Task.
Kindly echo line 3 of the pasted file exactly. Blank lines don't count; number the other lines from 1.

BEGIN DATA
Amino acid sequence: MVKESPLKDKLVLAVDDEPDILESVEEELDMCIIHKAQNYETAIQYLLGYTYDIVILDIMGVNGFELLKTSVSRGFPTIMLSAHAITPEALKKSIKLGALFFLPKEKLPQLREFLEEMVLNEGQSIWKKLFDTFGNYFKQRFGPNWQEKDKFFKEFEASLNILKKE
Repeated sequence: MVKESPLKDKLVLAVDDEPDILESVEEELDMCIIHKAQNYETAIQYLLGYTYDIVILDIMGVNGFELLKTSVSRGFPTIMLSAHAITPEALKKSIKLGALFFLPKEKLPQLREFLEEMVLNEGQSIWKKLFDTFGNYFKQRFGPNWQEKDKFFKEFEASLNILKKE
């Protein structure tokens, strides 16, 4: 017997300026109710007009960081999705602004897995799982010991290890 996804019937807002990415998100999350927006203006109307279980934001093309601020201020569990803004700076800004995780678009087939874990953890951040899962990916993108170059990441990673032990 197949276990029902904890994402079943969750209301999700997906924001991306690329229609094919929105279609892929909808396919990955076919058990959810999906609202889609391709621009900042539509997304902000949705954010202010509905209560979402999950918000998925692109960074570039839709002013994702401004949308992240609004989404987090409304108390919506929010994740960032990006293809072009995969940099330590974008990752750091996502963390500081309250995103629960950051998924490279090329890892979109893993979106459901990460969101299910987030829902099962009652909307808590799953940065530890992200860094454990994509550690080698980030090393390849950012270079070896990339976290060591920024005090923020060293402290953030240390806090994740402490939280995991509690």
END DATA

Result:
């Protein structure tokens, strides 16, 4: 017997300026109710007009960081999705602004897995799982010991290890 996804019937807002990415998100999350927006203006109307279980934001093309601020201020569990803004700076800004995780678009087939874990953890951040899962990916993108170059990441990673032990 197949276990029902904890994402079943969750209301999700997906924001991306690329229609094919929105279609892929909808396919990955076919058990959810999906609202889609391709621009900042539509997304902000949705954010202010509905209560979402999950918000998925692109960074570039839709002013994702401004949308992240609004989404987090409304108390919506929010994740960032990006293809072009995969940099330590974008990752750091996502963390500081309250995103629960950051998924490279090329890892979109893993979106459901990460969101299910987030829902099962009652909307808590799953940065530890992200860094454990994509550690080698980030090393390849950012270079070896990339976290060591920024005090923020060293402290953030240390806090994740402490939280995991509690």